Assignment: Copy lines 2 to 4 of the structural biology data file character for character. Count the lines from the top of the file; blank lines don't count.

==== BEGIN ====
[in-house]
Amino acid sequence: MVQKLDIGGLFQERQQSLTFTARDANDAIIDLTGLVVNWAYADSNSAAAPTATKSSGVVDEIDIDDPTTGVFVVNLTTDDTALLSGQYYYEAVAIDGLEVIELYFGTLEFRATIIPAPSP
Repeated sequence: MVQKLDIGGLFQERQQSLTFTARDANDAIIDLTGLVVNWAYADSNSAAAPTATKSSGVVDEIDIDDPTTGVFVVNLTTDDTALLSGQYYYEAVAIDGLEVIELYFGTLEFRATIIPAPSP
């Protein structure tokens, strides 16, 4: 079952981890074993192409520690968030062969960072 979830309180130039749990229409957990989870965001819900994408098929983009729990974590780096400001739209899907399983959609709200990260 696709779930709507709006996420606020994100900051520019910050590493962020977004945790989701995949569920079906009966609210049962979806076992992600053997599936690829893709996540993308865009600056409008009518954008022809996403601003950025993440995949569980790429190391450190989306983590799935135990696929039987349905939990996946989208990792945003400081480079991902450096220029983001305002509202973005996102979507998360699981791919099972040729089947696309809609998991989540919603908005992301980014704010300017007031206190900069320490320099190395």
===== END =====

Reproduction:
Amino acid sequence: MVQKLDIGGLFQERQQSLTFTARDANDAIIDLTGLVVNWAYADSNSAAAPTATKSSGVVDEIDIDDPTTGVFVVNLTTDDTALLSGQYYYEAVAIDGLEVIELYFGTLEFRATIIPAPSP
Repeated sequence: MVQKLDIGGLFQERQQSLTFTARDANDAIIDLTGLVVNWAYADSNSAAAPTATKSSGVVDEIDIDDPTTGVFVVNLTTDDTALLSGQYYYEAVAIDGLEVIELYFGTLEFRATIIPAPSP
């Protein structure tokens, strides 16, 4: 079952981890074993192409520690968030062969960072 979830309180130039749990229409957990989870965001819900994408098929983009729990974590780096400001739209899907399983959609709200990260 696709779930709507709006996420606020994100900051520019910050590493962020977004945790989701995949569920079906009966609210049962979806076992992600053997599936690829893709996540993308865009600056409008009518954008022809996403601003950025993440995949569980790429190391450190989306983590799935135990696929039987349905939990996946989208990792945003400081480079991902450096220029983001305002509202973005996102979507998360699981791919099972040729089947696309809609998991989540919603908005992301980014704010300017007031206190900069320490320099190395």